The new era of enterprise software

Thomas Schornstein, Head of Middle East for additiv explains to MEA Finance Magazine how structural change means wealth managers cannot wait lengthy times for implementation and software vendors must change their service models to accommodate the market

I remember when I worked in banking, it wasn’t unusual to take up two years to select a piece of enterprise software, with an expectation that it would take another 2 two years before we actually used it! If these kind of protracted procurement and deployment cycles were becoming a thing of the past, the pandemic is likely to kill them off completely.

Post-pandemic wealth management

The world of wealth management has been shaken up and the rate of digitalization has been accelerated. But, as we have written before, this means more than just using digital channels. It will entail a reappraisal of servicing, sourcing and operating models, together with an expansion of services focused on education and planning

Fast time to value

In the face of this kind of rapid structural change, wealth managers can no longer wait years to implement change. Customers won’t wait that long. Budget holders, scarred from previous overrunning and failed projects, won’t sign it off. And the board won’t stomach the opportunity cost of projects that don’t deliver fast value.

Continuous deployment

Instead, what is needed are short projects with fast feedback loops. Wealth managers need to replace the long sequential cycles of designing, building and deployment with fast testing and iteration, capturing and validating customer feedback and continuously deploying new features.

Risk sharing

Another change we observe is greater risk-sharing between wealth managers and software vendors, which in turn leads to better alignment. In the past, a vendor would sell a software license to a client, giving them a large upfront payday. It was then up to the client to implement, deploy and run the solution.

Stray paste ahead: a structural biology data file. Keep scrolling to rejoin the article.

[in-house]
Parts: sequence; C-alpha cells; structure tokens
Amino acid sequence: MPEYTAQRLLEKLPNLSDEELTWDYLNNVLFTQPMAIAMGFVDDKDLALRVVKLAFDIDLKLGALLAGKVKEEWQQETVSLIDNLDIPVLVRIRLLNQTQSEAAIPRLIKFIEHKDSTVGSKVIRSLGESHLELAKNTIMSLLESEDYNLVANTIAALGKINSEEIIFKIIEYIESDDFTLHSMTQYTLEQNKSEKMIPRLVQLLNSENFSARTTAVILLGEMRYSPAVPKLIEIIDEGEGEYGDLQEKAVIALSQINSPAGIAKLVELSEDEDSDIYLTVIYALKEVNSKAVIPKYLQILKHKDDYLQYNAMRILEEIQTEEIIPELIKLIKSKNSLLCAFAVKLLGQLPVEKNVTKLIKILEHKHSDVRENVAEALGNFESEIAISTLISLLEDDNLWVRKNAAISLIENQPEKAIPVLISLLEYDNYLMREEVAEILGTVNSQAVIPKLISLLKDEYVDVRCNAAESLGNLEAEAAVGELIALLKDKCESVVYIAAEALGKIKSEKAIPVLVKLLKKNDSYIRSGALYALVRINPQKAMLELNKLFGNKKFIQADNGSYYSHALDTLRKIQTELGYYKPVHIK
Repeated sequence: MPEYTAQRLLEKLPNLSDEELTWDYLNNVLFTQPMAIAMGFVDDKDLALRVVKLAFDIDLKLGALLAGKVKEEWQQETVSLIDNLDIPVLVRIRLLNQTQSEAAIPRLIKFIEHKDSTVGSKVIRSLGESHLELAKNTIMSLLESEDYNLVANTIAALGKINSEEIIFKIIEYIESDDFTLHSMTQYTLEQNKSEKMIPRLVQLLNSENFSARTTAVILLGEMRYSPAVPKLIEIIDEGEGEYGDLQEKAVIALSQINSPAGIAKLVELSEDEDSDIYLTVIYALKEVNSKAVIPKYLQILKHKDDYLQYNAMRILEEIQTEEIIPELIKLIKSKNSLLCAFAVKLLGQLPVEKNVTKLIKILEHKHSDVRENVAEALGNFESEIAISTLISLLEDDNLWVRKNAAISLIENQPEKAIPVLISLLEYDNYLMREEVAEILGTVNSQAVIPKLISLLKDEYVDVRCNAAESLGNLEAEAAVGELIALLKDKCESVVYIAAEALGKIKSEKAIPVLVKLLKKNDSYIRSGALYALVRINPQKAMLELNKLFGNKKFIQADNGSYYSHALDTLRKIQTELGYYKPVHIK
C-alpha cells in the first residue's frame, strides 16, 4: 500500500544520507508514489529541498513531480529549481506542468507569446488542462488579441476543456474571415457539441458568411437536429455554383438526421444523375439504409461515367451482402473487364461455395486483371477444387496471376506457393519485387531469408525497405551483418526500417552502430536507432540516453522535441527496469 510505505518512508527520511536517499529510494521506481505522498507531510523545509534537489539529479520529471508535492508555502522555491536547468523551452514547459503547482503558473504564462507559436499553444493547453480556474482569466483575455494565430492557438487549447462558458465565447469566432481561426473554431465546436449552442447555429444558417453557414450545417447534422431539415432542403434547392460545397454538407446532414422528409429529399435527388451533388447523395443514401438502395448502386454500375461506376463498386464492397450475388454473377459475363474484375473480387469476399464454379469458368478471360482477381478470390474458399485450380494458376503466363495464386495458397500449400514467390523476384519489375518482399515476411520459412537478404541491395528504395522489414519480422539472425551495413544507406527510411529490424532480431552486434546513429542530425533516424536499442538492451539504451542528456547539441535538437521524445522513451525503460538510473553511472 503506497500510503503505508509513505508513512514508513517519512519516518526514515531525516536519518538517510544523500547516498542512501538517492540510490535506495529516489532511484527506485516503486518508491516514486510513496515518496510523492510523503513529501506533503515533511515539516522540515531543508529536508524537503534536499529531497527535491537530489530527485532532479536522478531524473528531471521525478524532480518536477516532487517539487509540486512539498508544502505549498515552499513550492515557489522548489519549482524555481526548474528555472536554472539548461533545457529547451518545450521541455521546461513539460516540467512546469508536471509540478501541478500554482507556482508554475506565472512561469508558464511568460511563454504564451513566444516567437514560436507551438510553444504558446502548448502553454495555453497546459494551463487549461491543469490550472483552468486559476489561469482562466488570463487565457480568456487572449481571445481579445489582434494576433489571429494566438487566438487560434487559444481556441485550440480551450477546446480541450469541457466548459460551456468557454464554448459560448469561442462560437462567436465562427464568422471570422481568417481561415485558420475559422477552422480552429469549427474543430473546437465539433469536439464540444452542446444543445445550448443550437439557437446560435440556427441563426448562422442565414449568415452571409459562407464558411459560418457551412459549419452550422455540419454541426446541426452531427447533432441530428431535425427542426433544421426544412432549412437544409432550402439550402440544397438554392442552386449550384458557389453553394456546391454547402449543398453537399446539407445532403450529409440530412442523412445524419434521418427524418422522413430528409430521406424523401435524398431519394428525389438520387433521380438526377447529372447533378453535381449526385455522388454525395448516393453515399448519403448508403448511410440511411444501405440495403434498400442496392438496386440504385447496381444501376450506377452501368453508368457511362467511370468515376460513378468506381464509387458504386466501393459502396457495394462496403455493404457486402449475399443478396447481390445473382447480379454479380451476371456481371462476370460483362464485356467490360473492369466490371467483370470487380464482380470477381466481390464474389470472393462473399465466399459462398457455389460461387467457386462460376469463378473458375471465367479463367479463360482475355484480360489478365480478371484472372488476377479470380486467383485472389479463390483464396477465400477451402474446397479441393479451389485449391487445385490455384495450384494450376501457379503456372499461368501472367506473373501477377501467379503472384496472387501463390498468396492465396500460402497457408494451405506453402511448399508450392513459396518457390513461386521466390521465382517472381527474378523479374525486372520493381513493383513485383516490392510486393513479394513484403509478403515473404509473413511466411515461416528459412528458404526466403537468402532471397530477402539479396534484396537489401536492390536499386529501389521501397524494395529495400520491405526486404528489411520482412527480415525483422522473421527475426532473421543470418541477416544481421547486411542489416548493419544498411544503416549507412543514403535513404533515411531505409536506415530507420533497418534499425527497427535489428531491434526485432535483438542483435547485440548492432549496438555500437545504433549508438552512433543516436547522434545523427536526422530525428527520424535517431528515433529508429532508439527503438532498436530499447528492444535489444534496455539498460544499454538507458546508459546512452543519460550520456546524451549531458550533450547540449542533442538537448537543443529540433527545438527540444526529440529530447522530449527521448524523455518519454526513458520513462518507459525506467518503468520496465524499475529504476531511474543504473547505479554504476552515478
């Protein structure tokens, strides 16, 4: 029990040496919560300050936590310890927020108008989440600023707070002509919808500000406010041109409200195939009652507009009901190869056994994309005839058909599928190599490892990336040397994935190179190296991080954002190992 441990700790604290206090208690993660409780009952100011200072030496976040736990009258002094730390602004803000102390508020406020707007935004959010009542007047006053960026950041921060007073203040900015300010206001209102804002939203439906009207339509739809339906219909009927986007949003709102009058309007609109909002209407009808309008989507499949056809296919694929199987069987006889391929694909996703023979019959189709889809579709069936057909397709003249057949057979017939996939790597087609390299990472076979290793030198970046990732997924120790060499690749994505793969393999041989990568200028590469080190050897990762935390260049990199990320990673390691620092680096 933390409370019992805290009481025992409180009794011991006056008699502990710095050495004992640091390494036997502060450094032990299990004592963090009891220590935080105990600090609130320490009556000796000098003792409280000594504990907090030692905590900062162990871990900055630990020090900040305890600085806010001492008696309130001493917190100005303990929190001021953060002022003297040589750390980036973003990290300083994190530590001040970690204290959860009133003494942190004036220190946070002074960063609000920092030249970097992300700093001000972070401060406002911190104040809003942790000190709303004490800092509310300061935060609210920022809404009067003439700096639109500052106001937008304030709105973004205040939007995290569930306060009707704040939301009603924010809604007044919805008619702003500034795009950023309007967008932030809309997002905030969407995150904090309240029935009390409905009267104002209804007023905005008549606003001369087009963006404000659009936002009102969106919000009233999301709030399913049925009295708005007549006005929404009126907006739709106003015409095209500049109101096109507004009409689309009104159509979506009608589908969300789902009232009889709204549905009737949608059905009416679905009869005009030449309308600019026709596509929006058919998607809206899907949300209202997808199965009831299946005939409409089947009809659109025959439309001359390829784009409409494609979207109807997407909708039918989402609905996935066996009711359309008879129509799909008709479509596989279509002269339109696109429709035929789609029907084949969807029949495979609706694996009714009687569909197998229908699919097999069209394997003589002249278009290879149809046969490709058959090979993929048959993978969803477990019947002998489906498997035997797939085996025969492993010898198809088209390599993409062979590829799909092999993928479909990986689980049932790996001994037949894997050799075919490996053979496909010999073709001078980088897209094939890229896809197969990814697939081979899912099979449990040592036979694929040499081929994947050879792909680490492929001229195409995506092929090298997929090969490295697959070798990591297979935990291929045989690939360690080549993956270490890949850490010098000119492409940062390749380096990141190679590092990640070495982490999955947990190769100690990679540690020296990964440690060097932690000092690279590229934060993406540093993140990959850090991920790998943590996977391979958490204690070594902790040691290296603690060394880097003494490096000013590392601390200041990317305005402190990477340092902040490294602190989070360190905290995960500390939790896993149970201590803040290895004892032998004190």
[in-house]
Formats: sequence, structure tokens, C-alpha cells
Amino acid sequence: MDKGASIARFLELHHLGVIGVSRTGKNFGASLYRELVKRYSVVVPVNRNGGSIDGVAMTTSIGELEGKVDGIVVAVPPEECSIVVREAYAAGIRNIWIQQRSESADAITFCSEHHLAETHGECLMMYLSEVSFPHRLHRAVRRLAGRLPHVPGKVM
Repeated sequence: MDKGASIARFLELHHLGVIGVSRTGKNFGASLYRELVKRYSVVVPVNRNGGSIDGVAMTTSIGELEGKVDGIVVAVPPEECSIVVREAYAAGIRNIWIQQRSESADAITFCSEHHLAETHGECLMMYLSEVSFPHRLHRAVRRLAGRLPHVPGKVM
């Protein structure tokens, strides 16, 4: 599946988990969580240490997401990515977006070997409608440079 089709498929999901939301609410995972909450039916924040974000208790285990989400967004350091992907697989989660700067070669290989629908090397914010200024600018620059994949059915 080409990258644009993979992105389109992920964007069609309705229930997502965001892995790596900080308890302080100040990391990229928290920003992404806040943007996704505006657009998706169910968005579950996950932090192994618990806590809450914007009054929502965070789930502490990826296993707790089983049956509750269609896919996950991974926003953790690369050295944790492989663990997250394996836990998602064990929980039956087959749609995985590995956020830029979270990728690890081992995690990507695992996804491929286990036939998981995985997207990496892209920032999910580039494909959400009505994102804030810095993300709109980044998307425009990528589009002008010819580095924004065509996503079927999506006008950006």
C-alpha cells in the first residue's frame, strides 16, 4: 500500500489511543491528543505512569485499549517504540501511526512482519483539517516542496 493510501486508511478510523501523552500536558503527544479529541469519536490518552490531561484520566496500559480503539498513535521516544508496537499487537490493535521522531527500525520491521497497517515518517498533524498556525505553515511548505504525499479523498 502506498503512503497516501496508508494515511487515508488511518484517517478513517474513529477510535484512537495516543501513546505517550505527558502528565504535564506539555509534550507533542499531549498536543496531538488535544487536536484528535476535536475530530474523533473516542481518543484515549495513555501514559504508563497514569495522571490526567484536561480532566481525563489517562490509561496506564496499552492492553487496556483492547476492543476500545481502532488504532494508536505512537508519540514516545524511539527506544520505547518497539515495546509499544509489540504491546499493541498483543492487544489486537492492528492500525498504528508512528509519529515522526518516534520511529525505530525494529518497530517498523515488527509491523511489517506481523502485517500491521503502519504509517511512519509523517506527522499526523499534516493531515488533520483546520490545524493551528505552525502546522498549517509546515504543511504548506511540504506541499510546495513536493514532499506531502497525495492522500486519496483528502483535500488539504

Today, the risk is shared. Subscription revenues spread risk and reward, while cloud deployment makes switching possible. In effect, it takes longer for the software provider to make profits with a higher risk of attrition, which incentivizes the provider to deliver long-lasting and continuous value to the customer. Furthermore, some vendors like additiv have stopped charging for implementation, making time to value top of mind for vendor and customer alike.

Assets under intelligence

The last major change we see is in how value is created. As the wealth management industry transitions from safeguarding client assets to helping clients achieve their financial goals, so we see a corresponding change in enterprise IT.

As we move from assets under management to assets under intelligence, the features and functions of software give way in importance to data and analytics. The key attribute of wealth management systems today is their ability to it amass and drive insight across multiple datasets – locational, contextual, market, transactional; what we at additiv call a system of intelligence. Systems of intelligence deliver the most relevant and engaging customer interactions at the right time and over the right channel to guide the client to better outcomes

Time to change your approach?

In summary, if your organization is still buying systems based on functional specifications and multi-year deployment plans, then it is time to change.  The world has moved on.